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Edema is swelling of any organ or tissue due to accumulation of excess fluid. Edema has many root causes, but its common mechanism is accumulation of fluid into the tissues.
Types of edema are pitting edema and non-pitting edema. The former is present if pressing of the affected body part creates a small pit that disappears within a few seconds. Non-pitting edema is not compressible.
Last Updated - 25th November 2005
What is edema?
Edema is an observable swelling in certain parts of the body. Edema most commonly occurs in the feet and legs, where it also is referred to as peripheral edema. The swelling is the result of the accumulation of excess fluid under the skin in the spaces within the tissues that are outside of the blood vessels. These spaces are known as interstitial spaces or compartments. Most of the body's fluids that are found outside of the cells are normally stored in two spaces; the blood vessels (where the fluids are called the blood volume) and the interstitial spaces (where the fluids are called the interstitial fluid).
In various diseases, excess fluid can accumulate in either one or both of these compartments. The body's organs also have interstitial spaces where fluid can accumulate. For example, an accumulation of fluid in the interstitial air spaces (alveoli) in the lungs occurs in heart failure and is called pulmonary edema. In addition, excess fluid sometimes collects in what has been called the third space, which includes cavities in the abdomen (abdominal or peritoneal cavity) or in the chest (lung or pleural cavity). The term anasarca refers to the severe, widespread accumulation of fluid in the various tissues and cavities of the body.
What is pitting edema and how does it differ from non-pitting edema?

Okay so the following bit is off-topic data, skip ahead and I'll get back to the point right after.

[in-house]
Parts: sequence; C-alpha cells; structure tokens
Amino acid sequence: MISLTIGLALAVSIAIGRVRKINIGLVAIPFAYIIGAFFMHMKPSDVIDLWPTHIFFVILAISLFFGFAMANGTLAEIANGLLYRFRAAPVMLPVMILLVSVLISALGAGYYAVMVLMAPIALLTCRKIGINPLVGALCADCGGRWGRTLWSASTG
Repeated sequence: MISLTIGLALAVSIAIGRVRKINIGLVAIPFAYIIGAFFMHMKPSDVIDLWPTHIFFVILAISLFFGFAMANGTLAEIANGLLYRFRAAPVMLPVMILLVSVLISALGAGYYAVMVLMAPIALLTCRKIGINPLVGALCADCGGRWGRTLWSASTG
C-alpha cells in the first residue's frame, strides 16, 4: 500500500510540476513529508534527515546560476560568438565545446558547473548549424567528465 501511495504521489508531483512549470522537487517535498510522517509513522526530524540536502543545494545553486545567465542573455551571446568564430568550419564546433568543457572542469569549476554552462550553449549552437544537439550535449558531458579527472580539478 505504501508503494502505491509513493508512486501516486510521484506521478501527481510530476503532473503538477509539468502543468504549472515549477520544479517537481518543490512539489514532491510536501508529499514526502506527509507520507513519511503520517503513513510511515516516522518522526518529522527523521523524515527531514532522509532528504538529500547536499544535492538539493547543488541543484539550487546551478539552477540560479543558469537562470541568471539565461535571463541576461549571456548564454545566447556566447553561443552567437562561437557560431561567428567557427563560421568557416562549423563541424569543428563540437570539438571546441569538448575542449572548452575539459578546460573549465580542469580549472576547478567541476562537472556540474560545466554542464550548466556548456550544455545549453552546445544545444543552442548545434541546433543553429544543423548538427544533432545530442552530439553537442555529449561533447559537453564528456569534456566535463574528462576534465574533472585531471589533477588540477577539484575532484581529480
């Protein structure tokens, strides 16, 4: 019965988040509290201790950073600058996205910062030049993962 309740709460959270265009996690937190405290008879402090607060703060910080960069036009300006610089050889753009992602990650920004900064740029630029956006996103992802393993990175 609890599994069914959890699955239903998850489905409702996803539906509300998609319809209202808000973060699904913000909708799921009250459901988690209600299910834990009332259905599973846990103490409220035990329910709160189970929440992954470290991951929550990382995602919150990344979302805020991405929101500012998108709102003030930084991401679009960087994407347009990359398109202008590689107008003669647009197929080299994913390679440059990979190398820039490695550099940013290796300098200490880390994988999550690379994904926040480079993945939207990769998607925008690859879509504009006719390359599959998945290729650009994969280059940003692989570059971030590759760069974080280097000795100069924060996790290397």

Pitting edema can be demonstrated by applying pressure to, for example, the skin of a swollen leg, by depressing the skin with a finger. If the pressing causes an indentation in the skin that persists for some time after the release of the pressure, the edema is referred to as pitting edema. Actually, any form of pressure, such as from the elastic part of socks, can induce the pitting of this edema.
In non-pitting edema, which usually affects the legs or arms, pressure that is applied to the skin does not result in a persistent indentation. Non-pitting edema can occur in certain disorders of the lymphatic system such as lymphedema, which is a disturbance of the lymphatic circulation that may occur after a radical mastectomy, or congenital lymphedema. Another cause of non-pitting edema of the legs is called pretibial myxedema, which is a swelling over the shins that occurs in some patients with hypothyroidism (underactive thyroid gland). Non-pitting edema of the legs is difficult to treat. Diuretic medications are generally not effective, although elevation of the legs periodically during the day and compressive devices may reduce the swelling.
Causes of edema are:
- high hydrostatic pressure of the veins, leading to poor reabsorption of fluid
- venous obstruction
- congestive heart failure
- varicose veins
- low oncotic pressure
- nephrotic syndrome (renal protein loss)
- inflammation (active secretion of fluid into the interstitial space):
- allergic conditions (e.g. Angioedema)
- any other form of inflammation (tumor - or swelling - is one of the main characteristics of inflammation)
If bloating and swelling are recurring problems for you, consult your physician to see if there is a cause for concern. If not, consider taking the following measures:
- Decrease your salt intake.
- Avoid all canned and processed foods
- Eat foods that are natural diuretics such as cucumbers, parsley, beets, watercress, asparagus, dandelion greens, strawberries, apples and grapes.
- Exercise regularly to improve your circulation.
- Wear support stockings.
- Elevate your feet for 20 minutes during the day and an hour or two before going to bed.
- Avoid extreme stress as it can sometimes activate a water-retaining hormone.
- Drink lots of water. It doesn't add to the bloat, it will make your kidneys work harder.
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